Home MOREBUSINESS & ECONOMY How Europe squanders its animal welfare opportunity

How Europe squanders its animal welfare opportunity

by EUToday Correspondents
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Animal welfare
More than a hundred European Parliament lawmakers formally asked European Commission President Ursula von der Leyen in a September 6th open letter to make animal welfare a priority, but it seems increasingly unlikely that this will occur.

The Financial Times recently reported that the EU is currently considering tossing out much-anticipated regulation designed to improve the animal welfare of the farming industry in the bloc. According to officials, the hesitation to move
forward with the proposals comes from concerns that the higher standards could spark food inflation.

Unsurprisingly, the prospect of higher prices is unattractive to EU politicians as Europe has been plunged into a cost-of-living crisis since the war in Ukraine began.

In 2021, the Commission agreed to ban cages for certain farm animals such as rabbits, layer breeders, broiler breeders, ducks, and others. The legislative timeline was set so that by 2023 the proposal would be developed and the Commission would evaluate the feasibility of enforcement from 2027 onwards.

The Commission agreement was largely pushed forward by the European Citizens’ Initiative ‘End the Cage Age’. Not only did 1.4 million European citizens support the initiative, but it also enjoyed support from major players in the agri-food sector like Nestlé, Unilever, and Mondelēz International.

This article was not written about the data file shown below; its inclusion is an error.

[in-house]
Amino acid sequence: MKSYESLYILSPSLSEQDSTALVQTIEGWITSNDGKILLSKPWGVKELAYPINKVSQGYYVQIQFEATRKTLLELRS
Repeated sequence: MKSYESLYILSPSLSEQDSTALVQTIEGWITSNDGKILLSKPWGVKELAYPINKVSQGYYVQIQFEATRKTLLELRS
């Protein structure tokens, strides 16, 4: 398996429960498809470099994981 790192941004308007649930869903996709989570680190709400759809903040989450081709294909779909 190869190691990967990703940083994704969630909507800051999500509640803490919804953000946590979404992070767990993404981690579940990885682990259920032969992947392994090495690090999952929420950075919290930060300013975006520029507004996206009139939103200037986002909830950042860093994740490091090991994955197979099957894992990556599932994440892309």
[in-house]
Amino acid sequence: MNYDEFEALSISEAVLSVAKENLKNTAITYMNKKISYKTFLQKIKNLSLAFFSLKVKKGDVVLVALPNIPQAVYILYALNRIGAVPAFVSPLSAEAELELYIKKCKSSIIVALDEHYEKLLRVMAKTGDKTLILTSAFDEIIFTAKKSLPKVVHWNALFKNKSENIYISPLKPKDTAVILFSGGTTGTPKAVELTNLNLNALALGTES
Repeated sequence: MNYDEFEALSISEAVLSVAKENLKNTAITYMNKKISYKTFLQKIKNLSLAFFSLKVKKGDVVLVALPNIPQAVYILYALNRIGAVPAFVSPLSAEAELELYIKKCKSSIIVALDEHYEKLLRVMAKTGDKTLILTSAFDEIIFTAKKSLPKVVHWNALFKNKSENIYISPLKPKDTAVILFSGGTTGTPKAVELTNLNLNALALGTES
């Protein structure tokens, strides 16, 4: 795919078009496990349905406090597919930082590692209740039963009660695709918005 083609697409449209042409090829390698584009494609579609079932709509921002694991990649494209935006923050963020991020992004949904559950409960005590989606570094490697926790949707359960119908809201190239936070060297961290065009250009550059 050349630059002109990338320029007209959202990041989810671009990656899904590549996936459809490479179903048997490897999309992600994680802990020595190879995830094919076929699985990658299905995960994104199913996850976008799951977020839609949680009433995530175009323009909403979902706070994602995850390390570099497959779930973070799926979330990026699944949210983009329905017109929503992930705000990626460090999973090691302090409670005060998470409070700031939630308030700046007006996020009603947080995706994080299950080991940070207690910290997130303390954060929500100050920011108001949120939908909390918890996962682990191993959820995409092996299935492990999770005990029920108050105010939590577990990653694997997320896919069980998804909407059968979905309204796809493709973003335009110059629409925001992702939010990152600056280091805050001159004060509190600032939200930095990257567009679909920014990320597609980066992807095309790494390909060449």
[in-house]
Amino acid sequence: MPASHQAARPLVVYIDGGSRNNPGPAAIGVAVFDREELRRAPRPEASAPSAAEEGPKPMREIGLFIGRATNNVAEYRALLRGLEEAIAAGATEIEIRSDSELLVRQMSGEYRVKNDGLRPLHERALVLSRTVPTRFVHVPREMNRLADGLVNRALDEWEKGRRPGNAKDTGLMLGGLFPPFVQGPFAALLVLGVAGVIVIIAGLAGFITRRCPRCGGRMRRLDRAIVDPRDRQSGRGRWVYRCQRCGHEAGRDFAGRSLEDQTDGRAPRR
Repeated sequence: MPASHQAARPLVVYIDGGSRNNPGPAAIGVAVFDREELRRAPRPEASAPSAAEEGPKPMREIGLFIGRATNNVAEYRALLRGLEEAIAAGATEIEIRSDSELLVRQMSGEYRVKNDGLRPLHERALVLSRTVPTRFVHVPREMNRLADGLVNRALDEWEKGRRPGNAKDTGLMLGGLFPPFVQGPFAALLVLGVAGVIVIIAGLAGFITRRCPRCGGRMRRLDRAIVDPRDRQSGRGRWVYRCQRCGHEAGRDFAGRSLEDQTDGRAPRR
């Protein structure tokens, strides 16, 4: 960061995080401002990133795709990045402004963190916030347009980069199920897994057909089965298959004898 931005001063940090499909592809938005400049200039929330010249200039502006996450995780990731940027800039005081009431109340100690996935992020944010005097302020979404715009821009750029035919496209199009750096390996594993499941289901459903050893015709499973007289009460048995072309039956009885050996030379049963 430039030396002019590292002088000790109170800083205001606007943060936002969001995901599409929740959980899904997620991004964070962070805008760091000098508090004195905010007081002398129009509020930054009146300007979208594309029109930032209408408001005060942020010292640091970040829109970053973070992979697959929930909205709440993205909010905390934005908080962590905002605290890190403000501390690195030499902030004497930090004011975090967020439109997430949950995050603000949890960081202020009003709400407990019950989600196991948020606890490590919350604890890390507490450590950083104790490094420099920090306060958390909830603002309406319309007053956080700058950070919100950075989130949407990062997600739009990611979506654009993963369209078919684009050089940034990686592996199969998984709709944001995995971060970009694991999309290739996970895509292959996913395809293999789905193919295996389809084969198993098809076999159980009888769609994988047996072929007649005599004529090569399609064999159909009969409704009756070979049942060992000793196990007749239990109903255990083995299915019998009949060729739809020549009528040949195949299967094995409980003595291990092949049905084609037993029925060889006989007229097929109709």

Strange priorities in Brussels

Von der Leyen’s recent State of the Union address lasted more than an hour, but she did not make a single mention of animal welfare.

Three officials with knowledge of the subject said that the matter had been dropped altogether – a deep disappointment to European animal welfare advocates. Indeed, the now potentially indefinitely tabled proposal embodies a larger question
of whether the bloc’s agri-food policy priorities line up with Europeans’.

Rather than pursue a policy area that a whopping 94% of European support, the Commission is focussing its energy on far more misguided priorities.

European policymakers seem to have given far more attention, for example, to faltering efforts to harmonize front of pack (FOP) nutritional labels, than to address animal welfare, despite the fact that animal welfare is an issue that effectively transcends party lines and can often be a unifying force as it enjoys widespread support from both the industry and the European population.

Joe Moran, director of European Policy for Four Paws, an animal welfare campaign group, offered a dire warning: “Animal welfare is the last straw in the wind that is blowing the Green Deal to bits.”

In this context, it seems unnerving that Brussels continues to give so much bandwidth not only to the FOP debate, but also to the most widely propagated label at the centre of it – the French- designed Nutri-Score. Nutri-Score is based on an algorithm intended to rank foods from good to bad by giving foods a letter grade (A-E) and slapping on for good measure the traffic light colours (green to red). Nutri-Score is seemingly easy to understand, but its misleading nature is the